Wearing off and dyskinesia are movement problems that can affect people with Parkinson’s. Below, Richard Walker, Consultant Physician and Honorary Professor of Ageing and International Health, explains what they are and how you can manage them.
Q. What is wearing off and why do some people with Parkinson’s experience it?
A. If you’ve been taking a Parkinson’s drug that contains levodopa (for example co-beneldopa or co-careldopa) for several years then you may experience ‘on’ and ‘off’ periods.
Being ‘on’ is when your symptoms are well controlled. Being ‘off’ is when your medication wears off and your Parkinson’s symptoms come back and affect you the most.
If you switch between being on and being off this is called a motor fluctuation. Some people have described this as like a light switch being turned on and off, or going up and down like a yo-yo.
Q. What IS dyskinesia and why do some people with Parkinson’s experience it?
A. Dyskinesia are muscle movements that people with Parkinson’s can’t control. They are also known as involuntary movements. They are a side effect of levodopa medication and can include twitches, jerks, twisting or writhing movements. They can affect various parts of the body such as the arms, legs and torso.
These movements can happen for most of the day, or you may only have them after taking your medication or just before the next dose is due. Dyskinesia usually occurs when levodopa and dopamine levels in the brain are at their highest (sometimes called ‘peak dose’).
Q. What are the key signs of wearing off that people with Parkinson’s and their family, friends and carers should look out for?
A. The usual signs of wearing off are slowness of movement or an increase increase in tremor before your next dose of medication is due. But wearing off can increase other symptoms associated with Parkinson’s too, including fatigue and pain from dystonia (muscle contractions). If you notice an increase in any of your Parkinson’s symptoms before you take your medication, speak to your specialist or Parkinson’s nurse to see if it could be related to wearing off.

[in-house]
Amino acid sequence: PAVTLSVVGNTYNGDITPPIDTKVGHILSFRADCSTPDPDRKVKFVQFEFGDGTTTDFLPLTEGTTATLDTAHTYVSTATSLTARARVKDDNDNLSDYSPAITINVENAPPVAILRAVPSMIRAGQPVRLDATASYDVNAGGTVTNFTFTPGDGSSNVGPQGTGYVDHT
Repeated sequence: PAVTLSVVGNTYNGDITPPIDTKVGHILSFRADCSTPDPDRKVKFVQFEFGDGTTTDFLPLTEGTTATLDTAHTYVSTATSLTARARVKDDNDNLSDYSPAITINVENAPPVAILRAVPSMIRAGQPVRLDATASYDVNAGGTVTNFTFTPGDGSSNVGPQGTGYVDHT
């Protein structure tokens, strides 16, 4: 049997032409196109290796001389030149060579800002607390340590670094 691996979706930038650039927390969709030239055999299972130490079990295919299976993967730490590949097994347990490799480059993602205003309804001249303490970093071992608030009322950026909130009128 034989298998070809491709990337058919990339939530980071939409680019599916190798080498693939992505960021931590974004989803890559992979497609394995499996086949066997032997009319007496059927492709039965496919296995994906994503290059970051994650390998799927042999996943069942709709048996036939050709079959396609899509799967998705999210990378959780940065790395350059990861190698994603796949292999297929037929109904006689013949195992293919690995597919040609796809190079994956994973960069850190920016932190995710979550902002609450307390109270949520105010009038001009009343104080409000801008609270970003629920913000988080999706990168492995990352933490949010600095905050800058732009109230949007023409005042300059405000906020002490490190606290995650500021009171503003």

Q. What should someone with Parkinson’s do at when they are experiencing an off period?
A. An off period can feel unpleasant and make some people anxious, especially if they aren’t expecting it. If this happens it can be helpful to take deep breaths and do something relaxing until your medication starts to work. Generally, an off period will improve once you take your next dose.
Ideally, it is better to delay wearing off and reduce how much it happens with the best treatment regime for you. As part of this, your specialist will prescribe you a low dose of levodopa for as long as possible to avoid the ‘peaks and troughs’ of levodopa stimulation. If you experience wearing off regularly then this may mean that your medication regime needs adjusting. For example, you could take medication more frequently or take other drugs such as Madopar dispersible (medication dissolved in water) which works faster than capsules or tablets.
Q. What are your top tips and advice for managing wearing off and dyskinesia?
A. The ways of avoiding dyskinesia are quite similar to those for avoiding wearing off. Your specialist will prescribe you a low dose of levodopa for as long as possible. And if you develop dyskinesia, taking amantadine medication can help counterbalance this side effect. It’s unclear why, but it might be because amantadine reacts to certain chemicals and blocks signals in the brain that cause dyskinesia.
Some people have found that wearing glasses with blue lenses helps to ease their dyskinesia and makes it easier for them to move around. This might be because the blue light stimulates areas of the brain responsible for movement. But there is limited research on this at the moment.
It’s helpful to keep a diary of how wearing off and dyskinesia affect you and when they happen. Sharing this information with your health professional will mean they can better help you manage these side effects day to day.